The coronavirus has had a devastating effect on businesses and other organisations that rely on individuals working in a physical facility. For many, the ability to reopen and bring people back into their buildings has been a pressing need. As stay-at-home orders and business-closing orders begin to be lifted around the world, these organisations are investigating the best ways to safely bring people back to work.
One of the key factors that emerged in the drive to maintain the safety of the employee population during the pandemic, and possibly continuing in the future, is health monitoring. While a number of new apps have been introduced to encourage self-reporting, many employers have determined this still falls short of ensuring the health and safety of their employees. These organisations have begun to look for technology tools to screen personnel as they enter facilities.
At the same time, access control continues to be an important need for all facilities that need to ensure that only authorised individuals are able to pass through an entry point. With new threats to health and safety, touchless access control solutions have swiftly gained traction as they help to mitigate the spread of germs and viruses. Among these, facial recognition has become dominant for its high degree of accuracy.
In this landscape, thermal cameras have become a popular solution to provide a biometric access control solution using facial recognition, with the added ability to detect elevated temperatures.
Thermal cameras work by detecting heat radiating from the subject. When placed at an entry point, facial recognition devices with thermal cameras can rapidly scan entrants to control access, also identifying persons with elevated skin temperature. Alerting and notification capabilities communicate this vital information to human resources or other authorities who can then take appropriate actions to protect the rest of the employees on site.
Sensor technologies for thermal cameras
There are two types of sensor technologies that are currently being widely used in thermal imaging applications. These are microbolometers and thermopiles, and there are significant differences between the two, which affect their ability to deliver optimal temperature-taking performance.
Thermal cameras with both thermopile and microbolometer sensors measure temperature by detecting an object’s infrared energy. The more infrared energy that is being emitted, the higher the temperature will register.
But thermal cameras which use thermopile sensors produce low-resolution images with only one thousand or up to a few thousand pixels. These sensors have disadvantages: subjects must stand still, and screening time is fairly slow.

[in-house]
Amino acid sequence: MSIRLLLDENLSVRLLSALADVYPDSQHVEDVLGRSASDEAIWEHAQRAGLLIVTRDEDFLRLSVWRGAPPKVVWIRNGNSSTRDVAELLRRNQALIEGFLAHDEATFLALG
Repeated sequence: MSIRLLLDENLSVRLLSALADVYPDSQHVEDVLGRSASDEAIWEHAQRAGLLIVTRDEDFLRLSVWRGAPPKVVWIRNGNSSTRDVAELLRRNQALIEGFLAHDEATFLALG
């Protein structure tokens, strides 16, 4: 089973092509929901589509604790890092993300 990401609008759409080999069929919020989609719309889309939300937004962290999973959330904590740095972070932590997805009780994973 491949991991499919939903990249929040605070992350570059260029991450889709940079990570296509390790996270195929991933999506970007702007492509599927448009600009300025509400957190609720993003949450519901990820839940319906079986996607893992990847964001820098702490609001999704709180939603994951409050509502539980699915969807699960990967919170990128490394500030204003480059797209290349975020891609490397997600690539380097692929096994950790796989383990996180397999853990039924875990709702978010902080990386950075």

In contrast, a thermal camera with microbolometer sensors produces high-resolution images with more than 10 000 pixels. This enables microbolometer-type cameras to measure temperature more precisely than their thermopile counterparts. Microbolometer sensors also capture information much more quickly and accurately from a range of positions, so subjects do not need to stand still to be measured. This enables swift measurement of people as they walk past the camera.
Ten tips for optimising thermal camera performance
1. Place the camera in a protected area. There should be as little wind or other air movement as possible, no direct sunlight and no other significant source of heat nearby.
2. Avoid areas where the camera’s imager could catch reflections from windows, metallic devices or other reflective surfaces.
3. If the camera will be used in an outdoor environment, protect it with a shielding device such as a screen or tent. Use the device in the recommended ambient temperature for best performance.
4. Maintain moderate distances between the individuals moving past the camera.
5. Screen individuals one at a time.
6. Ensure that no one being screened has just participated in any activity that elevates temperature, such as exercise or bathing. Give the subject 30 minutes of rest after such activity for accurate measurement.
7. Wipe any sweat or moisture off the skin area that’s being measured to avoid evaporation from lowering their temperature.
8. Require each individual being screened to remove any obstructions to their forehead (such as hair bangs or a hat) for highest accuracy.
9. Ensure each individual faces the camera with their entire face in the image area.
10. Provide a secondary screening with a medical device for anyone who demonstrates an elevated skin temperature.
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